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Weekly Digest – September 17, 2014

Compiled by Steven Wishnia and Neal Tepel

AFSCME Calls Scott Walker Top Target
Wisconsin Gov. Scott Walker is a top target for the American Federation of State, County and Municipal Employees in this November’s election, union president Lee Saunders told the Washington Post. “We have a score to settle with Scott Walker,” Saunders said in an interview published Sept. 10. “He stole our voices, in a state where we were born.” AFSCME, which was founded in Madison in 1932, is planning a massive canvassing and phone-banking operation to help elect Democrat Mary Burke. A Walker campaign spokeswoman called it an effort by “union bosses.” Read more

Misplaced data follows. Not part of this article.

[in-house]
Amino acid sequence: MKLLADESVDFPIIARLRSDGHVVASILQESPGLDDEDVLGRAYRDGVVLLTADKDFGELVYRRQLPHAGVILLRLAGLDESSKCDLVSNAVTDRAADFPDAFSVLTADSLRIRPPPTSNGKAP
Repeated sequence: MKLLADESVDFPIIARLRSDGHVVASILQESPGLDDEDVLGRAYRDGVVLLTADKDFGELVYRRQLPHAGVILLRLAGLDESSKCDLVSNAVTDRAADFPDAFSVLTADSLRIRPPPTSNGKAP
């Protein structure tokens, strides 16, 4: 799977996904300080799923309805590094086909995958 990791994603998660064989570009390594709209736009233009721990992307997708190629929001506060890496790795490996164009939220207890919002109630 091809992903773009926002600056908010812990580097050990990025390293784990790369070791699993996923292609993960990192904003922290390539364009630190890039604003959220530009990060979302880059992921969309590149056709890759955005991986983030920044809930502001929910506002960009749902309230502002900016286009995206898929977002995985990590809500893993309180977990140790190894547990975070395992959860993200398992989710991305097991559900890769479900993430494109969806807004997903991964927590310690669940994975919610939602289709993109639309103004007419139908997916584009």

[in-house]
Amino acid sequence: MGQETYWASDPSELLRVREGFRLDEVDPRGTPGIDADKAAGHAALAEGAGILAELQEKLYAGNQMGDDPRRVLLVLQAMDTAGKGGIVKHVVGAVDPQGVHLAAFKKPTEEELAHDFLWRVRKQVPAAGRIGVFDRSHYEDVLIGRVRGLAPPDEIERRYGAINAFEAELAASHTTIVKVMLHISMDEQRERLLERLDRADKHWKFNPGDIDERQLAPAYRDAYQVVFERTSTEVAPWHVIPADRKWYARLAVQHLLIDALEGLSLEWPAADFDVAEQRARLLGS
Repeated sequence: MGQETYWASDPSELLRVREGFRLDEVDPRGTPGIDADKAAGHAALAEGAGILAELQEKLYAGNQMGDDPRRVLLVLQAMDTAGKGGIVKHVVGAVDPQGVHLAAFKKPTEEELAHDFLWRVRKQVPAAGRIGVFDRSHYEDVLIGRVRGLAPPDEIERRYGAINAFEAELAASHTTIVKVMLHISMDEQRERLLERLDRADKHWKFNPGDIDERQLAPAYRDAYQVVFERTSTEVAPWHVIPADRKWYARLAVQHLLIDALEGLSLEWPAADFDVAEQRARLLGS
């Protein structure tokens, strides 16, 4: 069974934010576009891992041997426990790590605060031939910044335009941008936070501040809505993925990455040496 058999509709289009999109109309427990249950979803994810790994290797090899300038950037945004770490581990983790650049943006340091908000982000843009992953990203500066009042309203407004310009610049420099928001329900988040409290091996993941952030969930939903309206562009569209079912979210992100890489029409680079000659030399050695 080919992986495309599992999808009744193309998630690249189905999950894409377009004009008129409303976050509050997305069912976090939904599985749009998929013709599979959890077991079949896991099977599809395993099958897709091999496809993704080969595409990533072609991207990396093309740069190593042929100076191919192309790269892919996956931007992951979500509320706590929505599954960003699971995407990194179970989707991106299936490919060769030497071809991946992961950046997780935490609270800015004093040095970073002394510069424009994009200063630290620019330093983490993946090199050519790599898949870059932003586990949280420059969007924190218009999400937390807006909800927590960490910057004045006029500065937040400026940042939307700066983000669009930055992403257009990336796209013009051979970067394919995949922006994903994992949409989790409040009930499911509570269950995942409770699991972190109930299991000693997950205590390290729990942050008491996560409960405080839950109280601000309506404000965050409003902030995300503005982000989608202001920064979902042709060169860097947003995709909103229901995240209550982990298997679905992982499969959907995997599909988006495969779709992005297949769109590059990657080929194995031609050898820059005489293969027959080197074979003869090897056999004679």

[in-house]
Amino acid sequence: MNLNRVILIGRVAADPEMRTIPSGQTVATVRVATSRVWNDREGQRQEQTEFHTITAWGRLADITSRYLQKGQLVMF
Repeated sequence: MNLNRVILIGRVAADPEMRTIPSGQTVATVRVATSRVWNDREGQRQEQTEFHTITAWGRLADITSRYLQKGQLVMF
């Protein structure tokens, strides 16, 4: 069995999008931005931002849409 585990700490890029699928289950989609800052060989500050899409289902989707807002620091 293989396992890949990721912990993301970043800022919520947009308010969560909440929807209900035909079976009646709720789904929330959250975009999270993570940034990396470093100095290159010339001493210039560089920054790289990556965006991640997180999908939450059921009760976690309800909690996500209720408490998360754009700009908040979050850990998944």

Jersey AFL-CIO Accuses Christie of Pension ‘Pay-to-Play’
Financial firms that contribute to Gov. Chris Christie and the Republican Party are getting a disturbing share of contracts to manage New Jersey’s pension funds, the state AFL-CIO alleged in a complaint filed Sept. 12 with the State Ethics Commission. The union says management fees paid to such companies, including the Blackstone Group and the Carlyle Group, have more than tripled under Christie, to $398 million last year. State ethics rules require a two-year wait before campaign donors can get pension-management contracts. “We urge the State Ethics Commission to investigate this pay-to-play scheme on behalf of taxpayers who are footing the bill for this abuse and pensioneers being shortchanged of their retirement funds,” said New Jersey AFL-CIO President Charles Wowkanech.
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VW Global Labor Groups Back UAW in Tennessee